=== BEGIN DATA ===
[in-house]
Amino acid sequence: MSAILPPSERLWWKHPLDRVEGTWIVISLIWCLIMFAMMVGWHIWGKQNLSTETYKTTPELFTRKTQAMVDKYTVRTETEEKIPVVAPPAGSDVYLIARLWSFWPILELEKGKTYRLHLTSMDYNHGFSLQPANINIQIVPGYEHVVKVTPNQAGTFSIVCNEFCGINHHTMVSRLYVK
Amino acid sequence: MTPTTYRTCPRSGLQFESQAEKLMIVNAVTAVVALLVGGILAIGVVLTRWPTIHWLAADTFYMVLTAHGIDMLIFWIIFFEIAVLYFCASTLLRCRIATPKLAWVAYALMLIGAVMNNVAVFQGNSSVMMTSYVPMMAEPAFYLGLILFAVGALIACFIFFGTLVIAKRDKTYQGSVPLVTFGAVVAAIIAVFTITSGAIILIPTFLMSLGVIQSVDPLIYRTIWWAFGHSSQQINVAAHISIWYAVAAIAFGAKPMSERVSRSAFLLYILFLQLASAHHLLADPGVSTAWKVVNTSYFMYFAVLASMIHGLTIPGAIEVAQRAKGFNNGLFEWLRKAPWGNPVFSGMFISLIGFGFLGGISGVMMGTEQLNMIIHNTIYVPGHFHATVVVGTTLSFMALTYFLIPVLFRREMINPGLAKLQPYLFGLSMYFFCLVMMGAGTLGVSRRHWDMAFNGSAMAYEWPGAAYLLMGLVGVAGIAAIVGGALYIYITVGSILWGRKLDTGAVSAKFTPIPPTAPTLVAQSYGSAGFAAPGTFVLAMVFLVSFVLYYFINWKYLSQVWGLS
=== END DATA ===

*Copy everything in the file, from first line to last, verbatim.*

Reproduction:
[in-house]
Amino acid sequence: MSAILPPSERLWWKHPLDRVEGTWIVISLIWCLIMFAMMVGWHIWGKQNLSTETYKTTPELFTRKTQAMVDKYTVRTETEEKIPVVAPPAGSDVYLIARLWSFWPILELEKGKTYRLHLTSMDYNHGFSLQPANINIQIVPGYEHVVKVTPNQAGTFSIVCNEFCGINHHTMVSRLYVK
Amino acid sequence: MTPTTYRTCPRSGLQFESQAEKLMIVNAVTAVVALLVGGILAIGVVLTRWPTIHWLAADTFYMVLTAHGIDMLIFWIIFFEIAVLYFCASTLLRCRIATPKLAWVAYALMLIGAVMNNVAVFQGNSSVMMTSYVPMMAEPAFYLGLILFAVGALIACFIFFGTLVIAKRDKTYQGSVPLVTFGAVVAAIIAVFTITSGAIILIPTFLMSLGVIQSVDPLIYRTIWWAFGHSSQQINVAAHISIWYAVAAIAFGAKPMSERVSRSAFLLYILFLQLASAHHLLADPGVSTAWKVVNTSYFMYFAVLASMIHGLTIPGAIEVAQRAKGFNNGLFEWLRKAPWGNPVFSGMFISLIGFGFLGGISGVMMGTEQLNMIIHNTIYVPGHFHATVVVGTTLSFMALTYFLIPVLFRREMINPGLAKLQPYLFGLSMYFFCLVMMGAGTLGVSRRHWDMAFNGSAMAYEWPGAAYLLMGLVGVAGIAAIVGGALYIYITVGSILWGRKLDTGAVSAKFTPIPPTAPTLVAQSYGSAGFAAPGTFVLAMVFLVSFVLYYFINWKYLSQVWGLS